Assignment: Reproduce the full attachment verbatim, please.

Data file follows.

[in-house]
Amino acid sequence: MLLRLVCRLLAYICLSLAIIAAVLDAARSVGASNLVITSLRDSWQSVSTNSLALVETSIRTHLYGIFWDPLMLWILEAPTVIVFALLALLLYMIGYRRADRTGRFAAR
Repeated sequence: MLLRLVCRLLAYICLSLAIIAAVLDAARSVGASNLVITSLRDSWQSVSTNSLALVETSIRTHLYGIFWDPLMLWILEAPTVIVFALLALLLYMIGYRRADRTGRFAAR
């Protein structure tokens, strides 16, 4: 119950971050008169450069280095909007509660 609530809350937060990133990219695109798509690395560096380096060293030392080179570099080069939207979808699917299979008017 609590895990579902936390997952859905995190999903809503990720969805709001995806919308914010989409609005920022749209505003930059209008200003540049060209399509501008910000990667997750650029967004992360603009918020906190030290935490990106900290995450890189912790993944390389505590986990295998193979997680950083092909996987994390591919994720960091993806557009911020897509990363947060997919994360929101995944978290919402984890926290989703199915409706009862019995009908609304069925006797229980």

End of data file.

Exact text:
[in-house]
Amino acid sequence: MLLRLVCRLLAYICLSLAIIAAVLDAARSVGASNLVITSLRDSWQSVSTNSLALVETSIRTHLYGIFWDPLMLWILEAPTVIVFALLALLLYMIGYRRADRTGRFAAR
Repeated sequence: MLLRLVCRLLAYICLSLAIIAAVLDAARSVGASNLVITSLRDSWQSVSTNSLALVETSIRTHLYGIFWDPLMLWILEAPTVIVFALLALLLYMIGYRRADRTGRFAAR
């Protein structure tokens, strides 16, 4: 119950971050008169450069280095909007509660 609530809350937060990133990219695109798509690395560096380096060293030392080179570099080069939207979808699917299979008017 609590895990579902936390997952859905995190999903809503990720969805709001995806919308914010989409609005920022749209505003930059209008200003540049060209399509501008910000990667997750650029967004992360603009918020906190030290935490990106900290995450890189912790993944390389505590986990295998193979997680950083092909996987994390591919994720960091993806557009911020897509990363947060997919994360929101995944978290919402984890926290989703199915409706009862019995009908609304069925006797229980």